As I sit in a buzzing restaurant in an upscale neighborhood in Karachi, I see an artificial conifer tree near the entrance. It is draped with fairy lights and decorated with Christmas decorations with artificial presents around it. This time of the year, in the largest metropolis of Pakistan, this sight is more prevalent than the amount of Christians in the country. Most restaurants, malls, and even storefronts tap into the holiday spirit by investing in some festive decorations. I find this extremely amusing; not because Pakistan’s population is overwhelmingly Muslim; not even because this level of enthusiasm is not granted to another major minority (Hindus and their festivals who also make up 1.6% of the country’s population), but because this paints a falsely progressive portrait of our society.
In a country that was built upon the basis of religion, Islam, and its basis is upheld as ardently as ever, the symbolic inclusivity of Christmas is impressive. Yet it is also a deceptive veneer masking the grotesque truth about religious persecution. Just this year, the International Christian Concern (ICC) documented about 80 cases of persecution in the country, ranging from discrimination, sexual assaults, abductions, forced conversions, blasphemy accusations, and murder.
In this same year, 13-year-old Arzoo Raja was abducted and subjected to forced conversion and marriage to a 45-year-old Muslim man, who initially tried to prove that she was 18 and consented to the marriage. While the incident caused an uproar on social media, the authorities were slow to take action, prioritizing the investigation of her actual age through a medical board. Though horrifying, Arzoo Raja’s story was by no means rare. According to a study conducted by Birmingham University, about 1000 girls each year are “abducted, forcibly converted, and married off to their abductors.”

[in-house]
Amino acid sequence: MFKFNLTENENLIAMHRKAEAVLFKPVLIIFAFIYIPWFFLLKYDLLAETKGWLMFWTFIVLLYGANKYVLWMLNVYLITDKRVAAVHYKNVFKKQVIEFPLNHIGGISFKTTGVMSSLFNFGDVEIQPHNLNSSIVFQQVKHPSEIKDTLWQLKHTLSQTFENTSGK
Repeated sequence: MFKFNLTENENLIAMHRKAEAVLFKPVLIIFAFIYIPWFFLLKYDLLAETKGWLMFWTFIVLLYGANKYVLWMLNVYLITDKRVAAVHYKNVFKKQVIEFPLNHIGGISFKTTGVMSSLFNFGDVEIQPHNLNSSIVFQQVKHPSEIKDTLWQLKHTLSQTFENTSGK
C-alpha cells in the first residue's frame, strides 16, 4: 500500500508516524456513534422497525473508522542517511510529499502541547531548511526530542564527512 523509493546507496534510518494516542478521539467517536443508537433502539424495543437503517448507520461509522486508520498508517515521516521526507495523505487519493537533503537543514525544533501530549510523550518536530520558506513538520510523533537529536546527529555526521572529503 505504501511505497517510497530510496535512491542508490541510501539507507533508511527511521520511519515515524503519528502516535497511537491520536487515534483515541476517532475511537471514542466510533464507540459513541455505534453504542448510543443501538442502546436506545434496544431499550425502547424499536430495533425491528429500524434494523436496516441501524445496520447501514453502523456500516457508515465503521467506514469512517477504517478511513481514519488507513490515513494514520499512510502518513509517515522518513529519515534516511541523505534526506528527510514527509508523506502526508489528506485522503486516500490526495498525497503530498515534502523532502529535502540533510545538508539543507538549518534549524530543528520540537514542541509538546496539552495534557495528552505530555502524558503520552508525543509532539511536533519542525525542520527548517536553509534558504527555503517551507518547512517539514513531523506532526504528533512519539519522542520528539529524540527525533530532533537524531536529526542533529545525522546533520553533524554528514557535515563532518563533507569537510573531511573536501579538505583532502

While such perverse instances make headlines, the religious discrimination of the Christian community is common in most spheres of Pakistani life. They are also relegated to the peripheries of the economy and the workforce: due to bleak employment opportunities owing to lack of education and financial privilege. Thus many Christian women specialize as nursing staff or as beauty workers in salons. Growing up, the fact that the majority of salon workers were Christian, with few to none Muslims was a source of intrigue for me. But when I learned that Christians make up to 80% to 90% of Pakistan’s sanitation workforce, I understood it was a mix of discriminatory hiring practices and the idea of hygiene and caste (which is also prevalent in the Hindu caste system where there exists a sweeper class). Ironically, many of Pakistan’s Christians actually descended from low caste Hindus who converted in order to escape the caste system. But at the same time, in my years of visiting salons, I have also witnessed seemingly enlightened, privileged women walk in and request only Muslim girls do their services. I later discovered that as a result, many salon workers had adopted more Muslim sounding pseudonyms: a Maria was actually Mary.